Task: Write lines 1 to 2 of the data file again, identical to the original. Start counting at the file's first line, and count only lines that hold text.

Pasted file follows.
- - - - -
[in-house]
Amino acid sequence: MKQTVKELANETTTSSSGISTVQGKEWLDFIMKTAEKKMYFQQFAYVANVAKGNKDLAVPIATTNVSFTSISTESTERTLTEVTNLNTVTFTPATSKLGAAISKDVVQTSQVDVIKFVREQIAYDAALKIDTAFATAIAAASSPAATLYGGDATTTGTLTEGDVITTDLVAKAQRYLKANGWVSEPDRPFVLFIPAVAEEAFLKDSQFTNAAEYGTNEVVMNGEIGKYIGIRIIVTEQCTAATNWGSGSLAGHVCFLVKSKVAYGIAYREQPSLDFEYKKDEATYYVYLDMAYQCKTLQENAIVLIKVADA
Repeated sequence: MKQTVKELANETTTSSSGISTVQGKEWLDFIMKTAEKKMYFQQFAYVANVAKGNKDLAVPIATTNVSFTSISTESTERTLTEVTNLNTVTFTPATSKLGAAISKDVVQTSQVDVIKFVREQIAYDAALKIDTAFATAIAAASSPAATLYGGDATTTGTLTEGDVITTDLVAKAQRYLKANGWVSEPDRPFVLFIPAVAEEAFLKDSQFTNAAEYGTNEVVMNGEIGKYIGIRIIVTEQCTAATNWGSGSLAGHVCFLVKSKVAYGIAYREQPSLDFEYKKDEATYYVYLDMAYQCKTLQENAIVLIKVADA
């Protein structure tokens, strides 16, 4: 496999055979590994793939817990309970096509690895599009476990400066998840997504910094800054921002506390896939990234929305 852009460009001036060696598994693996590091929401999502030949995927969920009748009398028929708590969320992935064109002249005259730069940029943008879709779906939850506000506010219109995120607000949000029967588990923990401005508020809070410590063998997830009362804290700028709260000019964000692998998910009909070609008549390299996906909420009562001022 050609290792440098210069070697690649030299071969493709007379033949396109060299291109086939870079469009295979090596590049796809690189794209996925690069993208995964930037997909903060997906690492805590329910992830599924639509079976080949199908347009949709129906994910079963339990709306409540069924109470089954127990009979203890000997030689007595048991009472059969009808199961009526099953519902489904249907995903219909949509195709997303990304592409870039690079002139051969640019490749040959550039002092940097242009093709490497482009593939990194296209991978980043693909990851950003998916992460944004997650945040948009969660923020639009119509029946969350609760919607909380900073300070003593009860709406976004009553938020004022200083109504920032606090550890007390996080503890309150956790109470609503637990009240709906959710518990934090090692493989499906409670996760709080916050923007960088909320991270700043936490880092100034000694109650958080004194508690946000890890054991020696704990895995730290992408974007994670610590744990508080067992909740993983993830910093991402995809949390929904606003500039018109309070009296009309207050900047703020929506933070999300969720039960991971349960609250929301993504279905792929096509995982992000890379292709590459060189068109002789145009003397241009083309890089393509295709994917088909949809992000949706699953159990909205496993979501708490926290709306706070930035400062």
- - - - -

[in-house]
Amino acid sequence: MKQTVKELANETTTSSSGISTVQGKEWLDFIMKTAEKKMYFQQFAYVANVAKGNKDLAVPIATTNVSFTSISTESTERTLTEVTNLNTVTFTPATSKLGAAISKDVVQTSQVDVIKFVREQIAYDAALKIDTAFATAIAAASSPAATLYGGDATTTGTLTEGDVITTDLVAKAQRYLKANGWVSEPDRPFVLFIPAVAEEAFLKDSQFTNAAEYGTNEVVMNGEIGKYIGIRIIVTEQCTAATNWGSGSLAGHVCFLVKSKVAYGIAYREQPSLDFEYKKDEATYYVYLDMAYQCKTLQENAIVLIKVADA